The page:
Friday, May 29, 2015

The Phantom Of The Opera

The Phantom Of The Opera was written in 1911 but didn't become popular until later when the first film adaptation was made. There were several other movies with the same name based more or less on the original story including a feminist 1940s version where the girl chose career over love. Then came the musical by Andrew Lloyd Webber and the famous 2004 movie with Gerard Butler as the Phantom which is my favourite. However, I only read the original book recently and really enjoyed it.

The Phantom Of The Opera was one of the many books of Gaston Leroux, a French journalist and writer who was a very interesting person himself. He claimed that he was one of the direct descendants of William the Conqueror and while I'm not sure if its true, the fact is that he came of an affluent family and inherited a large sum of money after his father's death.

He promptly stopped his law studies and managed to spend his whole fortune in a couple of months in the night life of Paris, after which he was forced to find a job and became a journalist and a very successful one. He traveled around the world looking for adventures and would risk his life, if necessary for an article. When Leroux turned 49 he decided enough was enough and settled in France with his wife and family. He died relatively young from renal failure leaving more than 60 works behind of which only The Phantom is probably known.

I guess we all know what the story is about, however, there are differences between the movie and the original novel. The book gives us much more background information about Christine, Raoul and Erik which is the Phantom's real name. The original story is way creepier than in the movie, while Raoul comes across as less masculine. In fact, when he isn't crying because Christine supposedly doesn't care for him, he's doing all sorts of stupid things and constantly needs help to get out of difficulties.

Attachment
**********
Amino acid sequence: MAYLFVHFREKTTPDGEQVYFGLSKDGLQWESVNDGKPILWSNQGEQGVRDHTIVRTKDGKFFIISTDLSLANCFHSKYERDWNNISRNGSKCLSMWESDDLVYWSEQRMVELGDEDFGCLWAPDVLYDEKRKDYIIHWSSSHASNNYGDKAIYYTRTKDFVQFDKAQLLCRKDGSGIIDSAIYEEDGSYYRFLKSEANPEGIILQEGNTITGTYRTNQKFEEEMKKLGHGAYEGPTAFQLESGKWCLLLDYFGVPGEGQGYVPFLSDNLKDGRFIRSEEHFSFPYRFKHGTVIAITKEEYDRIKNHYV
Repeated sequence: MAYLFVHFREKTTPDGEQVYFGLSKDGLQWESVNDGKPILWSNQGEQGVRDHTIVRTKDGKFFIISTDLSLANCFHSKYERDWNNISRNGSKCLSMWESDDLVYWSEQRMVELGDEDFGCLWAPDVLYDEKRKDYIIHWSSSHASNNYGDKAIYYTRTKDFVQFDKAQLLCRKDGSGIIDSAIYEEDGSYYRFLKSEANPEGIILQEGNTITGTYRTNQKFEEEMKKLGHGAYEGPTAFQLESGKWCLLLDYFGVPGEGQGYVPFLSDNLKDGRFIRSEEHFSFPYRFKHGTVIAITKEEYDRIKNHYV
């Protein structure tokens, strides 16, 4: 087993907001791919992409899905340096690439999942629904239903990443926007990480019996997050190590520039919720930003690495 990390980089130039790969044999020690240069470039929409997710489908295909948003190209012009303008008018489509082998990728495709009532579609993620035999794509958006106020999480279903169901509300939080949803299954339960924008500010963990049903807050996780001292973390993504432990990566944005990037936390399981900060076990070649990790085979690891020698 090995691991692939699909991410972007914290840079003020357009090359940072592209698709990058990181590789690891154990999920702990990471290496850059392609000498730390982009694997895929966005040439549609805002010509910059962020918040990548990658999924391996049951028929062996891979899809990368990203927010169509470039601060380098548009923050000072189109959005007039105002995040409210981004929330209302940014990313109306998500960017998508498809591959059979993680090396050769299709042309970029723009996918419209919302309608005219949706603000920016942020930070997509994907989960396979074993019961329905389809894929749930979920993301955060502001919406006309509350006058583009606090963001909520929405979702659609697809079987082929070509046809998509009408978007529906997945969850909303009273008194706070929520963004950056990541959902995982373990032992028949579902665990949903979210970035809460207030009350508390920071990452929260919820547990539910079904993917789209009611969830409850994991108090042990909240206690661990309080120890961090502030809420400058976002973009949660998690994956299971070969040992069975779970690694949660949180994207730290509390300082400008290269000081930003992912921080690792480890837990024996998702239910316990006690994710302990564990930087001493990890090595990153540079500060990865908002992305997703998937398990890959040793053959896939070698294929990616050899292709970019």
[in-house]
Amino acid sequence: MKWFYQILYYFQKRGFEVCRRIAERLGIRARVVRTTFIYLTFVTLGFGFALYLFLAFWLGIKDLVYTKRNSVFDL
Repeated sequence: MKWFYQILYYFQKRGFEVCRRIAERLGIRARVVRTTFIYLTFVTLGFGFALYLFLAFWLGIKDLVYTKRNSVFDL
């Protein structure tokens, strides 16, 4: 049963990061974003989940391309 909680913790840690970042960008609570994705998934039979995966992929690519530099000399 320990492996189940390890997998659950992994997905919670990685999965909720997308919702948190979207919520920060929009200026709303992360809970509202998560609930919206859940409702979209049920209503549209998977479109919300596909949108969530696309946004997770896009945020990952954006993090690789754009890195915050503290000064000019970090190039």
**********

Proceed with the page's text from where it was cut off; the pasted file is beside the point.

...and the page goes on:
The original story of his and Christine's love shows such depths of betatude that it's slightly nauseating, however, there is enough suspense, intrigues and humour in  the book to make up for this. The novel gives a lot of interesting historical details and is partly based on real events or at least, rumours which were going around at that time. The author claims that the story is real from beginning to end, which makes it even more fun to read since even I started wondering at one moment if it could really be true.

Another difference is that Erik played by Gerard Butler is hot very attractive, while Erik in the novel is a creature of your worst nightmares (and possibly older). The end is also slightly different, however, the archetypal Beauty and the Beast story stays unchanged. I would recommend the book to everyone who likes (post) Victorian fiction of which the novel is a very fine example.

Here is to Erik:


  1. Now I want to read the book! I find some of the pieces in the musical, absolutely beautiful!

  2. It's really a very entertaining book! Now imagine how romantic the scene above would look if they were both wearing jeans...

    1. And t-shirts, preferably with some slogan:)